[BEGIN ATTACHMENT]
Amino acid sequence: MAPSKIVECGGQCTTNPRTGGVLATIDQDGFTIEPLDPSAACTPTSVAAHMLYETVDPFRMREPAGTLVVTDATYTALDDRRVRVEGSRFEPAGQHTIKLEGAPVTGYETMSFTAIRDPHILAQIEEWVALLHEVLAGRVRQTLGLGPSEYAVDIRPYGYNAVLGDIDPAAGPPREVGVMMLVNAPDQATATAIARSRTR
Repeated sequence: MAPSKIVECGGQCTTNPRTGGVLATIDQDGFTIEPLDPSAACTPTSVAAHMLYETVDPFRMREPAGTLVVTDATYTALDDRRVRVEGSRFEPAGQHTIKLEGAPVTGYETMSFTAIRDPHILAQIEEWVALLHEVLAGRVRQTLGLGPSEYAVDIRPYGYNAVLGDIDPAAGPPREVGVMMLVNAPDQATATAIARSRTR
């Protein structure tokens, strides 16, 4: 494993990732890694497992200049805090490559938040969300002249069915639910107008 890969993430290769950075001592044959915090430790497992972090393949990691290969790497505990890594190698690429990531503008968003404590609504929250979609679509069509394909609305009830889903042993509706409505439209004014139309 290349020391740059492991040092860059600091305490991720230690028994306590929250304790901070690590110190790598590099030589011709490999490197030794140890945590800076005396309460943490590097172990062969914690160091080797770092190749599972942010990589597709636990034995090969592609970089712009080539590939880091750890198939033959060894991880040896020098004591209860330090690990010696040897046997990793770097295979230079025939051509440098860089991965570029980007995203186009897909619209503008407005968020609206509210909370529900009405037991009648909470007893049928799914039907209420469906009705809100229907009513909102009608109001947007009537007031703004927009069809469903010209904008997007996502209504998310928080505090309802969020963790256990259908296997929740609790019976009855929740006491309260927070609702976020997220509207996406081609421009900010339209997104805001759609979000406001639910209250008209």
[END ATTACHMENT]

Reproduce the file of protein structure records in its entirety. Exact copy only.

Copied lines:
Amino acid sequence: MAPSKIVECGGQCTTNPRTGGVLATIDQDGFTIEPLDPSAACTPTSVAAHMLYETVDPFRMREPAGTLVVTDATYTALDDRRVRVEGSRFEPAGQHTIKLEGAPVTGYETMSFTAIRDPHILAQIEEWVALLHEVLAGRVRQTLGLGPSEYAVDIRPYGYNAVLGDIDPAAGPPREVGVMMLVNAPDQATATAIARSRTR
Repeated sequence: MAPSKIVECGGQCTTNPRTGGVLATIDQDGFTIEPLDPSAACTPTSVAAHMLYETVDPFRMREPAGTLVVTDATYTALDDRRVRVEGSRFEPAGQHTIKLEGAPVTGYETMSFTAIRDPHILAQIEEWVALLHEVLAGRVRQTLGLGPSEYAVDIRPYGYNAVLGDIDPAAGPPREVGVMMLVNAPDQATATAIARSRTR
């Protein structure tokens, strides 16, 4: 494993990732890694497992200049805090490559938040969300002249069915639910107008 890969993430290769950075001592044959915090430790497992972090393949990691290969790497505990890594190698690429990531503008968003404590609504929250979609679509069509394909609305009830889903042993509706409505439209004014139309 290349020391740059492991040092860059600091305490991720230690028994306590929250304790901070690590110190790598590099030589011709490999490197030794140890945590800076005396309460943490590097172990062969914690160091080797770092190749599972942010990589597709636990034995090969592609970089712009080539590939880091750890198939033959060894991880040896020098004591209860330090690990010696040897046997990793770097295979230079025939051509440098860089991965570029980007995203186009897909619209503008407005968020609206509210909370529900009405037991009648909470007893049928799914039907209420469906009705809100229907009513909102009608109001947007009537007031703004927009069809469903010209904008997007996502209504998310928080505090309802969020963790256990259908296997929740609790019976009855929740006491309260927070609702976020997220509207996406081609421009900010339209997104805001759609979000406001639910209250008209």